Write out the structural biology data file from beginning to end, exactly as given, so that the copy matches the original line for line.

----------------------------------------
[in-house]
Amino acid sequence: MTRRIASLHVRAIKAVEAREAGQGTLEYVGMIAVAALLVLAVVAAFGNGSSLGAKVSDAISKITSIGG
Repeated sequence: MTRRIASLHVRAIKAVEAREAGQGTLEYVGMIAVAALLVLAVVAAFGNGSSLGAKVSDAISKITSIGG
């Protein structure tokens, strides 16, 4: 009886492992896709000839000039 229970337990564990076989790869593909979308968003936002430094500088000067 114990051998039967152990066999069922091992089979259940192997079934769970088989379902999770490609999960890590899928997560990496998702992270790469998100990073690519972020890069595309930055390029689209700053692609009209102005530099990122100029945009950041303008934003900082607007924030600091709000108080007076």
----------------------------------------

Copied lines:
[in-house]
Amino acid sequence: MTRRIASLHVRAIKAVEAREAGQGTLEYVGMIAVAALLVLAVVAAFGNGSSLGAKVSDAISKITSIGG
Repeated sequence: MTRRIASLHVRAIKAVEAREAGQGTLEYVGMIAVAALLVLAVVAAFGNGSSLGAKVSDAISKITSIGG
């Protein structure tokens, strides 16, 4: 009886492992896709000839000039 229970337990564990076989790869593909979308968003936002430094500088000067 114990051998039967152990066999069922091992089979259940192997079934769970088989379902999770490609999960890590899928997560990496998702992270790469998100990073690519972020890069595309930055390029689209700053692609009209102005530099990122100029945009950041303008934003900082607007924030600091709000108080007076």